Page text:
The basis for quantum information and technology is quantum physics, the most accurately tested scientific theory. Remarkable technologies have been created with it, like the transistor and the laser, which, in time, have reshaped human culture.
Quantum technology is now emerging in many new forms: quantum computing that may take us beyond Moore’s Law, quantum cryptography that promises “unhackable” communications, and ultra-sensitive devices to detect biological and chemical changes. New quantum algorithms promise to solve previously intractable computational problems and revolutionize simulation. From a device perspective, spintronic transistors, memories, and opto-electronic devices may replace their charge-based counterparts, leading to a new class of more powerful and energy efficient devices.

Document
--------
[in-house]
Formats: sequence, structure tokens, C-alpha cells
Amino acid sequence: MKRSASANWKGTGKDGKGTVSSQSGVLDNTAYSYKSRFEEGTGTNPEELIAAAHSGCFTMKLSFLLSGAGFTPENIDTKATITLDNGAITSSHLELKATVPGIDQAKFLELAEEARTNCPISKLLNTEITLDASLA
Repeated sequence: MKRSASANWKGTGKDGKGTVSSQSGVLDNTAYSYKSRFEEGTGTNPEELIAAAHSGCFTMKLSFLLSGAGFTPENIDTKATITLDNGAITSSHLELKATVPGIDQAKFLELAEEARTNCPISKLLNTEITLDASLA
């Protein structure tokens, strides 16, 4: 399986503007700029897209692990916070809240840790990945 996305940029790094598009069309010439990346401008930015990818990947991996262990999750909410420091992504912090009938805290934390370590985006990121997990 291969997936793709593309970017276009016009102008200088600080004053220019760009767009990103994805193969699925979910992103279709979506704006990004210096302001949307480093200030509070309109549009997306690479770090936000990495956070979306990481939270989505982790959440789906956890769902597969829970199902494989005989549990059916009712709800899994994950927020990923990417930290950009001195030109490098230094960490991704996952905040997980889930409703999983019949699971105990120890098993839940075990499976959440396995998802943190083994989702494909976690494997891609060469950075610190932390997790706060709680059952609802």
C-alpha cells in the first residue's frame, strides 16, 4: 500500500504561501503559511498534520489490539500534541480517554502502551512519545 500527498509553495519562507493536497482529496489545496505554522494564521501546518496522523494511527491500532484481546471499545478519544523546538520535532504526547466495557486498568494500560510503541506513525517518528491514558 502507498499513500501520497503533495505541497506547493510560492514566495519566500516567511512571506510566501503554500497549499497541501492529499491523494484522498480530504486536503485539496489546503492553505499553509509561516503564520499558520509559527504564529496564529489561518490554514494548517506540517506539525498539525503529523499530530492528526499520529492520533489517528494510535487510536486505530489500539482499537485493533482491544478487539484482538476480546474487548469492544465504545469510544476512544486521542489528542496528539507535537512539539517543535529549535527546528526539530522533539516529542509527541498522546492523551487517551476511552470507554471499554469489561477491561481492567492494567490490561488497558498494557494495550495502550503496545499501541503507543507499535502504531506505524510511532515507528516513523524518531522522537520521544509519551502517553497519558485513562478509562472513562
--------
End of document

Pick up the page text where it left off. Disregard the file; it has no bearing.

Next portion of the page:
The Institute for Molecular Engineering at Argonne, the Institute for Molecular Engineering at the University of Chicago, and the University of Chicago are at the forefront of the fields of quantum science and engineering, featuring researchers and faculty across multiple divisions, departments and institutes.